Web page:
I meant to post this last night, but judging by the long string of “s” that was near the end of this post, I fell asleep at the keyboard instead of posting.
It’s time to look ahead at the long range forecast, as told by the GFS model.
The 300 mb GFS charts show that we are still under the trough this evening.
This pattern will move farther north, with troughs not digging as deep throughout the week. By the end of the week, we will enter into a split-flow pattern, with zonal flow over the state.
The 500 mb GFS charts show very little vorticity advection over the state. The image below shows a small vorticity maxima southeast of Farmington. That’s about as much excitement as we can expect during this upcoming week.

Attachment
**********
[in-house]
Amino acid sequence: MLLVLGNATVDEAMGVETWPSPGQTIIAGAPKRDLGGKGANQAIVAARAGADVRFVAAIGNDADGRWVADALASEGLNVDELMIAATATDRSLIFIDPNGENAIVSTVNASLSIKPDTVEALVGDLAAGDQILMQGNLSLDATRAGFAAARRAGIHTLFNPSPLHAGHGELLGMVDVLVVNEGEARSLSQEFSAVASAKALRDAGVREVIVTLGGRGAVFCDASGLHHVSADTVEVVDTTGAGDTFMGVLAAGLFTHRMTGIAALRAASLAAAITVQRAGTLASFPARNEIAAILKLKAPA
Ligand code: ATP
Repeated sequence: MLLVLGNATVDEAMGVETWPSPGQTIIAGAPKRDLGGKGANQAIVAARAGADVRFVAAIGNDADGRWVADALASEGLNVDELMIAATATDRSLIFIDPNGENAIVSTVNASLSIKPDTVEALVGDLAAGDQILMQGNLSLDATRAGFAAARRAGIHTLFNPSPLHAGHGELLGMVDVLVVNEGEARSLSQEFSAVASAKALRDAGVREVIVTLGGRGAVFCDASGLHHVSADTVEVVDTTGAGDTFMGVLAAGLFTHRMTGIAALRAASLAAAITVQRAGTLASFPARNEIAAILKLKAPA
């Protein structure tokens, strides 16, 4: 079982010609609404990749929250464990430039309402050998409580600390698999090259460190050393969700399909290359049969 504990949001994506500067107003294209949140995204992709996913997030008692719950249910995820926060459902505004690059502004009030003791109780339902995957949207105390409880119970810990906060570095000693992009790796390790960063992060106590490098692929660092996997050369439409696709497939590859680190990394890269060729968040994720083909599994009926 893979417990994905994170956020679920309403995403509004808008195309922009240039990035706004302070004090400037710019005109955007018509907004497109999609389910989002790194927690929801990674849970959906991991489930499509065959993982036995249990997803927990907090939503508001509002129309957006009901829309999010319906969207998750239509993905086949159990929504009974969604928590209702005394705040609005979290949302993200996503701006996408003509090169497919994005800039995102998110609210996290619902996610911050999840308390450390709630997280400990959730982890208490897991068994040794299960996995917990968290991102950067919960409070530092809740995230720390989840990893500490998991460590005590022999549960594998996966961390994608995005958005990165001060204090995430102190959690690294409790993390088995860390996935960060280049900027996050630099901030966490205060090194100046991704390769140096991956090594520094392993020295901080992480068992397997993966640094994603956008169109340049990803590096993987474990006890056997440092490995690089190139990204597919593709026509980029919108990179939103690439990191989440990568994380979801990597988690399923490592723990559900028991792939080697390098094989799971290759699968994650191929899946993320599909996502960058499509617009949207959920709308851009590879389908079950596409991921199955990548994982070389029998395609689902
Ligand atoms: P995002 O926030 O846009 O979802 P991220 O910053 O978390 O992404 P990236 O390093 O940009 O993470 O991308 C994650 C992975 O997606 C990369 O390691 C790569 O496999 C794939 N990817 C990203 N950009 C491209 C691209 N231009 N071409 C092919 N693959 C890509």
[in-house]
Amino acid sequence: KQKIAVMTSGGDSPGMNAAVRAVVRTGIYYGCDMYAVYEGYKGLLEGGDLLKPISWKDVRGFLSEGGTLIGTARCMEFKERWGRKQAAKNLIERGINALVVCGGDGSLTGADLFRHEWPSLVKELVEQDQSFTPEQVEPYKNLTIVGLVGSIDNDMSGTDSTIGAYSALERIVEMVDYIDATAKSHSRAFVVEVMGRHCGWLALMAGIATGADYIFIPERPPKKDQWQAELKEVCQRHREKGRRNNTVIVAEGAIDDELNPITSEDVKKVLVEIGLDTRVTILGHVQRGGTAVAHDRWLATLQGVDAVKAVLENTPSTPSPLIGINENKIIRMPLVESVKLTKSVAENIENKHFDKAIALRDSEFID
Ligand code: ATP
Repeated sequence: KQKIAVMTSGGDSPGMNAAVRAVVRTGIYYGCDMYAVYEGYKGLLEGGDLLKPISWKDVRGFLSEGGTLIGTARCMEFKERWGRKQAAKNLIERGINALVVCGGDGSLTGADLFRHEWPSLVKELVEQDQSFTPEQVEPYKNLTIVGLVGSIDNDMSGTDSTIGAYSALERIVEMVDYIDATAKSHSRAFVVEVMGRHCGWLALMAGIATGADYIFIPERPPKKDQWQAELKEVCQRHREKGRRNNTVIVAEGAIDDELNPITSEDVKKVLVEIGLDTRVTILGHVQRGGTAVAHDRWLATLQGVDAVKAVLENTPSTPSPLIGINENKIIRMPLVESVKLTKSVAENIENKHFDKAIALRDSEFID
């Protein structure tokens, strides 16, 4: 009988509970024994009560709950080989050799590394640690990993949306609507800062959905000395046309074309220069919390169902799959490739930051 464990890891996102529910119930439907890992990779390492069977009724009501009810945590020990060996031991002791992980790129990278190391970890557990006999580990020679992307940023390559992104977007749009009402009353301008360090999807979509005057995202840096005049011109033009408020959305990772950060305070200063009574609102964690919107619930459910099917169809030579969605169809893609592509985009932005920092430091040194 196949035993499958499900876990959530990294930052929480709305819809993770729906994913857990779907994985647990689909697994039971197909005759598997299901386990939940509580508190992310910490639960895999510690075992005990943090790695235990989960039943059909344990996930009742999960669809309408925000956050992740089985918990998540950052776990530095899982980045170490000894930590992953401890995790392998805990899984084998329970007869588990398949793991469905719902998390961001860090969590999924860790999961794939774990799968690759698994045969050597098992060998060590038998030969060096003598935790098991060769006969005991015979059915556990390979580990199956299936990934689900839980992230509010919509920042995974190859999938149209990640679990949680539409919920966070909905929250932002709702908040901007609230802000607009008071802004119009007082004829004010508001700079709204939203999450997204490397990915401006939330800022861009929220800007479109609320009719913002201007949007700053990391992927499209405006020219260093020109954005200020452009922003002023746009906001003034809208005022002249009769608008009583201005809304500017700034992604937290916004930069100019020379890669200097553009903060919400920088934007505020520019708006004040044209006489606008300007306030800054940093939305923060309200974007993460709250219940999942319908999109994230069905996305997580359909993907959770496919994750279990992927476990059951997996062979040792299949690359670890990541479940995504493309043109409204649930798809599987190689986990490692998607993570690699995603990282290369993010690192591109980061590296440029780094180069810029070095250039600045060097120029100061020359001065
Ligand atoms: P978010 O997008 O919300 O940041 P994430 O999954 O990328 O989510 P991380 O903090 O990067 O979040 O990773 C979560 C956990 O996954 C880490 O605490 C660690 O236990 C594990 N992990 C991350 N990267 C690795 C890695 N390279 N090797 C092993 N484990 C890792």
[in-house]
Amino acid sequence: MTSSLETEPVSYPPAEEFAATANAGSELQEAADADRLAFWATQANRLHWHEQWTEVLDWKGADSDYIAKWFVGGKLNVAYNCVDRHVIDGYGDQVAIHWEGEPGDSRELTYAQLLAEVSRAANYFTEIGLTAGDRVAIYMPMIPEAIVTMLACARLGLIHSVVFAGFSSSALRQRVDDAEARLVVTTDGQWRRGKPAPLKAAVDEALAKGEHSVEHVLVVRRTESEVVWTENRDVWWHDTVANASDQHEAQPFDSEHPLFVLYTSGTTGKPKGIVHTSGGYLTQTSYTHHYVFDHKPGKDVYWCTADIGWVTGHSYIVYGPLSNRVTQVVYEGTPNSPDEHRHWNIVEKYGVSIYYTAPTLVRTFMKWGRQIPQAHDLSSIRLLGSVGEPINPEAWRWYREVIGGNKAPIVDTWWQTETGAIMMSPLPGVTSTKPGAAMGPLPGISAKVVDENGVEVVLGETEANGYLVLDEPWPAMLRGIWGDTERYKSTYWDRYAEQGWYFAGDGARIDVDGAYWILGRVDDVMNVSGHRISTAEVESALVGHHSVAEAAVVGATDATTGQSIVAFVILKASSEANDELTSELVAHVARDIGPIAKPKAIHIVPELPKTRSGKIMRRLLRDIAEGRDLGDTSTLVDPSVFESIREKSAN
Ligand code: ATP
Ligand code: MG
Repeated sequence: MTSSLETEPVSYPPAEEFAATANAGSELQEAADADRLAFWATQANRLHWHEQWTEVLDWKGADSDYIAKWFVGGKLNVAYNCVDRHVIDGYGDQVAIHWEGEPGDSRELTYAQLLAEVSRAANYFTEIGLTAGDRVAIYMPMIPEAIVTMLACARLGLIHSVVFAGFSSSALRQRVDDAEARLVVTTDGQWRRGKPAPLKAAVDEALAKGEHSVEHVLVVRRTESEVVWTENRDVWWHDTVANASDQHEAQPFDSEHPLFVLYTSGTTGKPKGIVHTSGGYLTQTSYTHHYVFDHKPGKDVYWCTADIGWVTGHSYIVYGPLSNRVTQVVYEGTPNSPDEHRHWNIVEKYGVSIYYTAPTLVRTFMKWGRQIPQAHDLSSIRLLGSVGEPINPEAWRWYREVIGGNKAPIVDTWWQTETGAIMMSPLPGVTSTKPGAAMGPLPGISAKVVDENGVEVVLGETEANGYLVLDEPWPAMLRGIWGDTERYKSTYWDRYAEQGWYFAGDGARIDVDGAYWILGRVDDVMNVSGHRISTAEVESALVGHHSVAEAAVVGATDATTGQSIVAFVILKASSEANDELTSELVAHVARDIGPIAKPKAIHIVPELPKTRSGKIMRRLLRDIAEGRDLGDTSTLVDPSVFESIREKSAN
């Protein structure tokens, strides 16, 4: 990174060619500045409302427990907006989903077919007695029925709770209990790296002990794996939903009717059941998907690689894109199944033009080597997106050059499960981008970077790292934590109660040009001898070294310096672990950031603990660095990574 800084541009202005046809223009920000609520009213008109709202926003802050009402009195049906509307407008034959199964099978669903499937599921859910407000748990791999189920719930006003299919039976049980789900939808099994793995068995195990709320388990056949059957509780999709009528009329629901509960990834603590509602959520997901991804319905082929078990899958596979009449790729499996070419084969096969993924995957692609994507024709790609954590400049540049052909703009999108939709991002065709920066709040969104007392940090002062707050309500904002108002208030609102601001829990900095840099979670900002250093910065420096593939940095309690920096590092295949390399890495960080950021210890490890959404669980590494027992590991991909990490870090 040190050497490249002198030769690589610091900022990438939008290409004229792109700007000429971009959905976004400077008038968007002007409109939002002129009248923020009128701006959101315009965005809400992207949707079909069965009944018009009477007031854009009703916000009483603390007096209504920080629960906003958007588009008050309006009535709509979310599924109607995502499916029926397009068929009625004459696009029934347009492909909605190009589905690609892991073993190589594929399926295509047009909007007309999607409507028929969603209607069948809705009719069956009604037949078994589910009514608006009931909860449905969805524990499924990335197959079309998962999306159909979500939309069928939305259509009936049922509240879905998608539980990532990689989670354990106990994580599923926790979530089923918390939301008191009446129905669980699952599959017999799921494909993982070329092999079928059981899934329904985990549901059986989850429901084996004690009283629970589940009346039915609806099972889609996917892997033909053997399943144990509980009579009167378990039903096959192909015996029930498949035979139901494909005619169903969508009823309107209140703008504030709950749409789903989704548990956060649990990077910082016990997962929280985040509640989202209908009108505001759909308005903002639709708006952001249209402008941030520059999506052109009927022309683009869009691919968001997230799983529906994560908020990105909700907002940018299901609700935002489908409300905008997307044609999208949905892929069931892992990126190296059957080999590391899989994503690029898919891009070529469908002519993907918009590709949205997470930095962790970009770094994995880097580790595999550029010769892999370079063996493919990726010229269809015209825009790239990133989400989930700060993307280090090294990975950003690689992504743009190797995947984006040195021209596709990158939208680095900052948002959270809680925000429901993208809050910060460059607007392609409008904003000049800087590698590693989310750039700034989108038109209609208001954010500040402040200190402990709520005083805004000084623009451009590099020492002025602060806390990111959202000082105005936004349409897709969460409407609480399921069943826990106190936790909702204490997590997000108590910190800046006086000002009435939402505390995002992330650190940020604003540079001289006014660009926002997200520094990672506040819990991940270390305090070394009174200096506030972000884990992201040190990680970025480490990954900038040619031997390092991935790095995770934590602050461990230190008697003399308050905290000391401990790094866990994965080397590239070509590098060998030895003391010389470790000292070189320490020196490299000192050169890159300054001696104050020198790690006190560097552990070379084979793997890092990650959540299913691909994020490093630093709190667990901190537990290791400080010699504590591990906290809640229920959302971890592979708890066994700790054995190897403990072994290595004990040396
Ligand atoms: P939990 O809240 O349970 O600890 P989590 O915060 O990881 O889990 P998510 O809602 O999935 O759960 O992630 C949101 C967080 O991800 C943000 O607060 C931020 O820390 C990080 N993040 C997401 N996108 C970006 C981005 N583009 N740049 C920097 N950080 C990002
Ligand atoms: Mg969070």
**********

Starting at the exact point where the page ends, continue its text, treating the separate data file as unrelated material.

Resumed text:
The 700 mb GFS charts show moderate to high upward vertical velocities in the early part of the week. These taper off by Friday.
The 850 mb GFS charts show Cold Air Advection (CAA) fighting to get into the eastern part of New Mexico almost every day next week. The most promising chance is on Saturday, where air pushes in from near the Kansas/Nebraska border.
The Precipitation chart shows that this upcoming week will be drier than it has been over the last few days. Even so, there was a rain later this week.
Thank you for reading my post.
GFS Model Data is from Unisys Weather